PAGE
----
Book #69


Three Things About Elsie by Joanna Cannon

There are three things you should know about Elsie.
The first thing is that she’s my best friend.
The second is that she always knows what to say to make me feel better.
And the third thing… might take a little bit more explaining.

84-year-old Florence has fallen in her flat at Cherry Tree Home for the Elderly. As she waits to be rescued, Florence wonders if a terrible secret from her past is about to come to light; and, if the charming new resident is who he claims to be, why does he look exactly like a man who died sixty years ago?

I don’t think I’m alone in the strong feeling that our older generation are entirely precious and important, and they must be protected at all costs. This book wrenched my heart out with its reality.

We open with Florence lying on the floor of her sheltered housing flat, having taken a fall some time before. This immediately struck an emotional chord with me, with my great-aunt having a similar accident a few years ago. She lay on the floor overnight until she was discovered in the morning. Although I was horrified at the thought of this at the time, reading how Florence simply had nothing to do but think for hours, how she flicked between telling herself this was the end and wondering how all that debris got under the sideboard, just horrified and upset me even more.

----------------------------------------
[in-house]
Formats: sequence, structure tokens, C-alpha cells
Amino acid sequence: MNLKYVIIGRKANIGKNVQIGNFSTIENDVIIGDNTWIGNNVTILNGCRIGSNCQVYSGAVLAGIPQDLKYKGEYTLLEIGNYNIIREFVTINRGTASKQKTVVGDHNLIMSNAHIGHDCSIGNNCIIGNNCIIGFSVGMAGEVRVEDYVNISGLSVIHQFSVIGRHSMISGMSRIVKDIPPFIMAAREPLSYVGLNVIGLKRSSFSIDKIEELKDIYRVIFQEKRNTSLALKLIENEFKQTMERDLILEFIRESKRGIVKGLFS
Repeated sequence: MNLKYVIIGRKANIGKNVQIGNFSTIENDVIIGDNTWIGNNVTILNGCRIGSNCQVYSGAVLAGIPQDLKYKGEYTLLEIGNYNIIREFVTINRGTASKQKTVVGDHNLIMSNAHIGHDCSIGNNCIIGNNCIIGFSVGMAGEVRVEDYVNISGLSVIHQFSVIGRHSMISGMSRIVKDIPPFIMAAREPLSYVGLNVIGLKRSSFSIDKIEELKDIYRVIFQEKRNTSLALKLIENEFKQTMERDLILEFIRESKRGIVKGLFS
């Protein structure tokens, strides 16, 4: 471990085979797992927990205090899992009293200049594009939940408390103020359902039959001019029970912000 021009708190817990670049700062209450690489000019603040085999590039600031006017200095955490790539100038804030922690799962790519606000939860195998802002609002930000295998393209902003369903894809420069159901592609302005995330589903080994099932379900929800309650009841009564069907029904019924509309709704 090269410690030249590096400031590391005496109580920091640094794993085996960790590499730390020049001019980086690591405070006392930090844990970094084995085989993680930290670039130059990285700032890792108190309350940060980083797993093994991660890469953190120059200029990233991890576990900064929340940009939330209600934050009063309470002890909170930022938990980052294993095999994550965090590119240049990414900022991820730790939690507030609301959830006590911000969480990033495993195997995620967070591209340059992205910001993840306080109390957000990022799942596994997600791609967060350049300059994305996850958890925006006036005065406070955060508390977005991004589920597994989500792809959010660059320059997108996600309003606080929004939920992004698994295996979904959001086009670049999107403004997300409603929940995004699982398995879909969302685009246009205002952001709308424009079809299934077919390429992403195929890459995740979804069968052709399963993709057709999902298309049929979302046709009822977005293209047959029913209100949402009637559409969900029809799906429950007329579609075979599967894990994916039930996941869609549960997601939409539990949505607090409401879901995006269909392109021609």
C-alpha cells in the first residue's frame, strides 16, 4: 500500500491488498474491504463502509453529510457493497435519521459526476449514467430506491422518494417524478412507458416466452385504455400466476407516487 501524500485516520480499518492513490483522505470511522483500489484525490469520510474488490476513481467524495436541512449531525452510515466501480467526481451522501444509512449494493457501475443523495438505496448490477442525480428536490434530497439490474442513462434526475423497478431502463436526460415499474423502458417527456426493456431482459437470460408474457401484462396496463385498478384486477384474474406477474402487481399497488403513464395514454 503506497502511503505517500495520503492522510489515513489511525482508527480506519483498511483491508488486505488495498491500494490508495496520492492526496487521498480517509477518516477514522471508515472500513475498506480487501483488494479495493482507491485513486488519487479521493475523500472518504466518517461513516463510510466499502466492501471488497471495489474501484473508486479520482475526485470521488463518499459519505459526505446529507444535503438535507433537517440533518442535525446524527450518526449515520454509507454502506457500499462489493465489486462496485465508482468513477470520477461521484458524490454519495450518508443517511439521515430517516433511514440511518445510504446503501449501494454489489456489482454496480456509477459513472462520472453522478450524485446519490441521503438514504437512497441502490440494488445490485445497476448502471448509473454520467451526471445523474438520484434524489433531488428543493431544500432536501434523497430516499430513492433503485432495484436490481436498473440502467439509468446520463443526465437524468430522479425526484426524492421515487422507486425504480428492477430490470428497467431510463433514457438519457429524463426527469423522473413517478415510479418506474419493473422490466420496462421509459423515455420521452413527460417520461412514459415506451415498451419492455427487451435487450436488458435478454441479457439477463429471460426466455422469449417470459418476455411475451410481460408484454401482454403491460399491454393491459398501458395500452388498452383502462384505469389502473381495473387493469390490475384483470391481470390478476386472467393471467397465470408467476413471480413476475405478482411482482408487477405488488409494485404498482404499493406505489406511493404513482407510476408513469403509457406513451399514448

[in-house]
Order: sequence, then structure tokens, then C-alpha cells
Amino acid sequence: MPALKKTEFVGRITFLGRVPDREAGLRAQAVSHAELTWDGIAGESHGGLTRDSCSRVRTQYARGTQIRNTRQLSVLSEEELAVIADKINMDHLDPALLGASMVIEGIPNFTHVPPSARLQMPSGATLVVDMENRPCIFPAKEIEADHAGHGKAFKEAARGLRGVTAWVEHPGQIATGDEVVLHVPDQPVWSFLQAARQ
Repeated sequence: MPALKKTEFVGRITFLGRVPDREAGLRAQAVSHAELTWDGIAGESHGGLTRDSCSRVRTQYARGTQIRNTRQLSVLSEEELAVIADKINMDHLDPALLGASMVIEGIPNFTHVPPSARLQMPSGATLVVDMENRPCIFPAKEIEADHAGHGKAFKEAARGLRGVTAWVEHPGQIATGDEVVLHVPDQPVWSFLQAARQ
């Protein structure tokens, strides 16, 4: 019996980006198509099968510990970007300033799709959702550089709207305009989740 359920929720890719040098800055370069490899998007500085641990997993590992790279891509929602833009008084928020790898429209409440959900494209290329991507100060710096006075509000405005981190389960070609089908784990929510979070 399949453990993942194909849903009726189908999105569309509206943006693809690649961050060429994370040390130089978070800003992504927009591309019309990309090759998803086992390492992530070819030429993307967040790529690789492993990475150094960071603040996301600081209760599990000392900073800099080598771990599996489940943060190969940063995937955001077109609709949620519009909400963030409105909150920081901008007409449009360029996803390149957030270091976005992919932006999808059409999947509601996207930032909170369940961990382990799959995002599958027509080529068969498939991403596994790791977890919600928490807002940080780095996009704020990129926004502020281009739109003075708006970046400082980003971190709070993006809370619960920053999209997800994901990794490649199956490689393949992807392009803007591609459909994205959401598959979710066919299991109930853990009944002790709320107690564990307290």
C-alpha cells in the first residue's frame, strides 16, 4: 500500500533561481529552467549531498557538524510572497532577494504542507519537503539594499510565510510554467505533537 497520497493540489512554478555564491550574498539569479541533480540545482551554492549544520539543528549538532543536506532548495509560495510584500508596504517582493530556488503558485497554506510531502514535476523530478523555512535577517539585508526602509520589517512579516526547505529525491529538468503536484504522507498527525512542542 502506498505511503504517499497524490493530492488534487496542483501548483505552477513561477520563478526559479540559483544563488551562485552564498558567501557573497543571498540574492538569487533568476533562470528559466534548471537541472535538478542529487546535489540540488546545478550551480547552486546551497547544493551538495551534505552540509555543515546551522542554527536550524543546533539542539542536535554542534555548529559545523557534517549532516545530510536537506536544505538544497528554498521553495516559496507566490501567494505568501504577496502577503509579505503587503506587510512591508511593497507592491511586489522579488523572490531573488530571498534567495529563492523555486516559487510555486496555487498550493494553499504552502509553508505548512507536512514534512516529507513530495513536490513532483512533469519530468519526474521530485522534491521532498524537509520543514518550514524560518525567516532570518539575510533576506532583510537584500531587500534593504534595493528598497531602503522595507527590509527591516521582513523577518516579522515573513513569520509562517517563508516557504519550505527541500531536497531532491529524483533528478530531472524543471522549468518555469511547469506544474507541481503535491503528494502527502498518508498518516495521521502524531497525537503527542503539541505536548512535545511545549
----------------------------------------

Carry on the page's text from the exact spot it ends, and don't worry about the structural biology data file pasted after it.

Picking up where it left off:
As Florence waits to be rescued, her mind travels back to the events leading up to the fall. A new resident had arrived at Cherry Tree, looking exactly like someone from Florence’s past who has no business being there at all - he’s supposed to be dead. Florence explains how things transpired from that point, as she and her best friend Elsie try to piece together how this could possibly be.

The whole thing ticks along quite slowly; although there’s mystery involved, it’s a long while before anything is revealed, seeming to mimic what I can only imagine are slow days in sheltered accommodation. Cannon’s skill here isn’t actually in the plot, it’s in her observations and commentary on humanity and life. She speaks of the importance of each individual, how even the smallest life can create an impact on the earth, and how one decision made cannot possibly define us.

I found this a unique breath of life into a demographic we really never get to read much about. It’s important to understand their stories and their motivations, and I found the journey both sad and inspiring in equal measures. It’s definitely one to make you think, and to spur you into holding your old ones close to you.

“Now we were old. Now we were different people, and it felt as though everything we went through had happened to someone else, and we had just stood and watched it all from the future.”